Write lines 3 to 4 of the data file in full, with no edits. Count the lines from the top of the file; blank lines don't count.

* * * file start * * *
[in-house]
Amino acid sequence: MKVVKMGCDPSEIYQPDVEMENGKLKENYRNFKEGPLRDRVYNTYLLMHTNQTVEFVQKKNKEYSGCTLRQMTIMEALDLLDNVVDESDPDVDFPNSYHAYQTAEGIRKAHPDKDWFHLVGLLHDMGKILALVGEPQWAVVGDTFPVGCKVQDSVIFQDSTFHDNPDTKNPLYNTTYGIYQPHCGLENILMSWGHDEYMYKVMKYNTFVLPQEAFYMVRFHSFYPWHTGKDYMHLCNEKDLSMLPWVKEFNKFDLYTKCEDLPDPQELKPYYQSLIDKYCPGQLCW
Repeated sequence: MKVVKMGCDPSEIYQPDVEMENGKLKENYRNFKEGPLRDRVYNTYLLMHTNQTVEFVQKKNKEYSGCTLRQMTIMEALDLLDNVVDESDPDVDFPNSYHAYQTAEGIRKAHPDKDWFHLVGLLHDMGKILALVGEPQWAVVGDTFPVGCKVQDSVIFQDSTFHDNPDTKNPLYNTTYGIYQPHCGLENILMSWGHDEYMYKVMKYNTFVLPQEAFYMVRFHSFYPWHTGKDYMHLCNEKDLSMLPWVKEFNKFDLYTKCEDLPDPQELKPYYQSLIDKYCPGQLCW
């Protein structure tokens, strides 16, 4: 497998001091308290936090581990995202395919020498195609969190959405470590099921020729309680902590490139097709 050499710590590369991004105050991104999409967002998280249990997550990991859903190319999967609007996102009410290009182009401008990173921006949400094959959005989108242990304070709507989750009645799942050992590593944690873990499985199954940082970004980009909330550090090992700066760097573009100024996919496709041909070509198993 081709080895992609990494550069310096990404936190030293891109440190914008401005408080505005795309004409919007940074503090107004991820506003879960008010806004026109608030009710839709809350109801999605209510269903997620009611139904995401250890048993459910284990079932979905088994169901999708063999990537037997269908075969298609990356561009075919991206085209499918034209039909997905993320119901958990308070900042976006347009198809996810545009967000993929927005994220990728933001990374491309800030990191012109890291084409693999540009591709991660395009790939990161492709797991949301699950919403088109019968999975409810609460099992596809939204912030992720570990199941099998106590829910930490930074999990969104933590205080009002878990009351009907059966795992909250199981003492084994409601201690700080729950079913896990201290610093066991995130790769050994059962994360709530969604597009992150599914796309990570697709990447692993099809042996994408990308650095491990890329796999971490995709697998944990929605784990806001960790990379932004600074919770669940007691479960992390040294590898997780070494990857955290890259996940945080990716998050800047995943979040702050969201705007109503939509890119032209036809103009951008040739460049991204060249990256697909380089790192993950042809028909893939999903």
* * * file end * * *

Repeated sequence: MKVVKMGCDPSEIYQPDVEMENGKLKENYRNFKEGPLRDRVYNTYLLMHTNQTVEFVQKKNKEYSGCTLRQMTIMEALDLLDNVVDESDPDVDFPNSYHAYQTAEGIRKAHPDKDWFHLVGLLHDMGKILALVGEPQWAVVGDTFPVGCKVQDSVIFQDSTFHDNPDTKNPLYNTTYGIYQPHCGLENILMSWGHDEYMYKVMKYNTFVLPQEAFYMVRFHSFYPWHTGKDYMHLCNEKDLSMLPWVKEFNKFDLYTKCEDLPDPQELKPYYQSLIDKYCPGQLCW
């Protein structure tokens, strides 16, 4: 497998001091308290936090581990995202395919020498195609969190959405470590099921020729309680902590490139097709 050499710590590369991004105050991104999409967002998280249990997550990991859903190319999967609007996102009410290009182009401008990173921006949400094959959005989108242990304070709507989750009645799942050992590593944690873990499985199954940082970004980009909330550090090992700066760097573009100024996919496709041909070509198993 081709080895992609990494550069310096990404936190030293891109440190914008401005408080505005795309004409919007940074503090107004991820506003879960008010806004026109608030009710839709809350109801999605209510269903997620009611139904995401250890048993459910284990079932979905088994169901999708063999990537037997269908075969298609990356561009075919991206085209499918034209039909997905993320119901958990308070900042976006347009198809996810545009967000993929927005994220990728933001990374491309800030990191012109890291084409693999540009591709991660395009790939990161492709797991949301699950919403088109019968999975409810609460099992596809939204912030992720570990199941099998106590829910930490930074999990969104933590205080009002878990009351009907059966795992909250199981003492084994409601201690700080729950079913896990201290610093066991995130790769050994059962994360709530969604597009992150599914796309990570697709990447692993099809042996994408990308650095491990890329796999971490995709697998944990929605784990806001960790990379932004600074919770669940007691479960992390040294590898997780070494990857955290890259996940945080990716998050800047995943979040702050969201705007109503939509890119032209036809103009951008040739460049991204060249990256697909380089790192993950042809028909893939999903």